U.S. electricity generation from renewable energy grows in 2017

Electricity from renewable sources, especially wind and solar, continued to increase in the United States last year, the U.S. Energy Information Administration (EIA) said Tuesday.

According to EIA’s Electric Power Monthly, wind made up 6.3 percent of total net generation, and utility-scale solar made up 1.3 percent, which are record shares for both fuels.

Nearly 6.3 gigawatts (GW) of wind turbines and 4.7 GWs of utility-scale solar photovoltaic systems were added in the country in 2017.

Meanwhile, hydroelectricity increased in 2017, accounting for 7.5 percent of total net generation.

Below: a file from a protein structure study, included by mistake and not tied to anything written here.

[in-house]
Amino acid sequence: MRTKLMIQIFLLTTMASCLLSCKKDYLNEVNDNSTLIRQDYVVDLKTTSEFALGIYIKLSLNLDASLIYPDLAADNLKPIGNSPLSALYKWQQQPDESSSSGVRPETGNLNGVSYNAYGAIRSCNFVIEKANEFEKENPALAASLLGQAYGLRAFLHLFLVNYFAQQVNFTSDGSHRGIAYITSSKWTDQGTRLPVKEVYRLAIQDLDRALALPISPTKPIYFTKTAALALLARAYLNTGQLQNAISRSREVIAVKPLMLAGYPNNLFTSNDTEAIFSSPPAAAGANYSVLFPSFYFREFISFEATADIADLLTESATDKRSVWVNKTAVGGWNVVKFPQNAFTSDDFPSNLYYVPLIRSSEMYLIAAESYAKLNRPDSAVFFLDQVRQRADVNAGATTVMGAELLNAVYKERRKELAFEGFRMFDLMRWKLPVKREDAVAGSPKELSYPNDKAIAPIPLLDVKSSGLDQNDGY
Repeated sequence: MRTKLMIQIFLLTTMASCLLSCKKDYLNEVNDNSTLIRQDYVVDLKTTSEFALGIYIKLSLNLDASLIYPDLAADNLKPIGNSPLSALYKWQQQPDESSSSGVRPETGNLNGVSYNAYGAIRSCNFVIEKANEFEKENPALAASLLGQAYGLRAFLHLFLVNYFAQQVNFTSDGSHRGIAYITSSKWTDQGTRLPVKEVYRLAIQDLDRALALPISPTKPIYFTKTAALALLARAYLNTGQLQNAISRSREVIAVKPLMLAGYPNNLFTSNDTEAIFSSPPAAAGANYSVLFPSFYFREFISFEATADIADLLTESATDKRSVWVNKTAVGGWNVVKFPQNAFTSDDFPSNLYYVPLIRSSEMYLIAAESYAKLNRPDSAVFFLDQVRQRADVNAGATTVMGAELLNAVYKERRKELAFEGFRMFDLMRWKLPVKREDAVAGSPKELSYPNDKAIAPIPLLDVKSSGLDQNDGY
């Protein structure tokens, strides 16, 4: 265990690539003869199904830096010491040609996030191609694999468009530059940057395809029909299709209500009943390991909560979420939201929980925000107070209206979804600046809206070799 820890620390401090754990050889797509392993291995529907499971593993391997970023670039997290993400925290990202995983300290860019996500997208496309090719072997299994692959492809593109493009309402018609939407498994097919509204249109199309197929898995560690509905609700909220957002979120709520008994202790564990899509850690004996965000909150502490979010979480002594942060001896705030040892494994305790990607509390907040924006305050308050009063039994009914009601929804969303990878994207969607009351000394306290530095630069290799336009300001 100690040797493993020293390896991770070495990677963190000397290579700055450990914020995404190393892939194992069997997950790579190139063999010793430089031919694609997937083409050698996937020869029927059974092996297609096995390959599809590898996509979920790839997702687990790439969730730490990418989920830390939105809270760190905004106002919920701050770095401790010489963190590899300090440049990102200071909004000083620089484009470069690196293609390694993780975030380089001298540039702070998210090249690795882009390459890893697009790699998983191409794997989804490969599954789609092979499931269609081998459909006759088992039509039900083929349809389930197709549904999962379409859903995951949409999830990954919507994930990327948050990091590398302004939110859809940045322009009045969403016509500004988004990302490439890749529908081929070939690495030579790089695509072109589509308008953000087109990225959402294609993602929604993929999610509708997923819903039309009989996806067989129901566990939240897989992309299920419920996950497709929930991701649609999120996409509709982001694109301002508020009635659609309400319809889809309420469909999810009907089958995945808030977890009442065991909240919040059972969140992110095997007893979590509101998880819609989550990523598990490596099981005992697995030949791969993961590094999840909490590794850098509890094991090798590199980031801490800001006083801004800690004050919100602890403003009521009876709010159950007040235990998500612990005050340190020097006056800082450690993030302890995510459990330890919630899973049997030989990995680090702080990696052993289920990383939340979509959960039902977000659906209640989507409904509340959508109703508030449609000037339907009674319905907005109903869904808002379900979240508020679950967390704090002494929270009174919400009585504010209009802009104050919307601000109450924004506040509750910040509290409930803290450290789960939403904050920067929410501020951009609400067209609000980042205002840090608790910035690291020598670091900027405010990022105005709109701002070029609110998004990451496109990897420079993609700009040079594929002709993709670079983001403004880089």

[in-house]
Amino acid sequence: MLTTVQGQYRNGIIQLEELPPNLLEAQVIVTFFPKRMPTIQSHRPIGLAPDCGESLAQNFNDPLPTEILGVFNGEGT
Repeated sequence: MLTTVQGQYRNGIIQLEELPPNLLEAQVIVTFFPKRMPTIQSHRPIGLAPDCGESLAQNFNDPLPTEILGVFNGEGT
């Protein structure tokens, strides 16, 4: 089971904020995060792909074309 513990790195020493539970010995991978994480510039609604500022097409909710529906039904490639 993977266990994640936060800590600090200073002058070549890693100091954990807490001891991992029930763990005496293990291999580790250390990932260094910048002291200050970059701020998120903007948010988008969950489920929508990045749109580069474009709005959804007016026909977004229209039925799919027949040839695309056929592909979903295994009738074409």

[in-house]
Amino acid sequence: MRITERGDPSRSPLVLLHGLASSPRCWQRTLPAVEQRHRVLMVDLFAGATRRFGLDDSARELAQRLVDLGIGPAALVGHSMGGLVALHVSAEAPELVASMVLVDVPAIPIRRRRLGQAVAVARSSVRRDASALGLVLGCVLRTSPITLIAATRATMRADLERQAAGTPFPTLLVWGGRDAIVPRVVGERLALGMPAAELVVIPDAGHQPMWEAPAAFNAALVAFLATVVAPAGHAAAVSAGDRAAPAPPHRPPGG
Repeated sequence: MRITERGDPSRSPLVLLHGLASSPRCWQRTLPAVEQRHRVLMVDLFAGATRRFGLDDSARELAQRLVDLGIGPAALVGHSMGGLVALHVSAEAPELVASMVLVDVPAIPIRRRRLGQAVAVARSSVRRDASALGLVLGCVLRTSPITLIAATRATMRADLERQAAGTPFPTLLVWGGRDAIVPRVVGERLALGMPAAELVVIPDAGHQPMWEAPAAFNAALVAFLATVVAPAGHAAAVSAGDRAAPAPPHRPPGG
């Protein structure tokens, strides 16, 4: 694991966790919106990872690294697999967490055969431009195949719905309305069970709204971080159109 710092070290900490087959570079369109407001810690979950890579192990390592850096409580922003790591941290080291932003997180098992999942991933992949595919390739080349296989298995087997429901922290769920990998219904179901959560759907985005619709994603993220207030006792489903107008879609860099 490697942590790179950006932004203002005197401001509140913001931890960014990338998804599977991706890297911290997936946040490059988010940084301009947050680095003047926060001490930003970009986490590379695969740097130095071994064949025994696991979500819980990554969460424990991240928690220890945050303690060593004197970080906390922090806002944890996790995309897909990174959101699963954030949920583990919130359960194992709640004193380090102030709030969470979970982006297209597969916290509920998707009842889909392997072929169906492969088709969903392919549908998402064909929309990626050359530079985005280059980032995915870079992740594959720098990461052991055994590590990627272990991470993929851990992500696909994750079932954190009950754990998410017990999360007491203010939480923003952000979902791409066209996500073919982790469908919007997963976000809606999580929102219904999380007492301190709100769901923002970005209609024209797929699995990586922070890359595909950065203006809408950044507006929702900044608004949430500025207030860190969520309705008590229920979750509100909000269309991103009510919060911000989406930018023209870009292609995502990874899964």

The EIA’s latest Short-Term Energy Outlook expects hydro to continue to exceed wind in 2018, but wind is projected to become the predominant renewable electricity generation source in 2019.

Total U.S. net electricity generation fell slightly, down 1.5 percent, in 2017, reflecting lower electricity demand.

Natural gas and coal generation fell by 7.7 percent and 2.5 percent from 2016, respectively, as generation from several renewable fuels, particularly hydro, wind, and solar, increased from 2016 levels.

Although natural gas continued to be most-used fuel for electricity generation for the third consecutive year, natural gas-fired electricity generation fell by 105 billion kilowatts in 2017, the largest annual decline on record.

Coal-fired electricity generation also fell, but to a lesser extent, marking the first year since 2008 that both natural gas-fired and coal-fired electricity generation fell in the same year.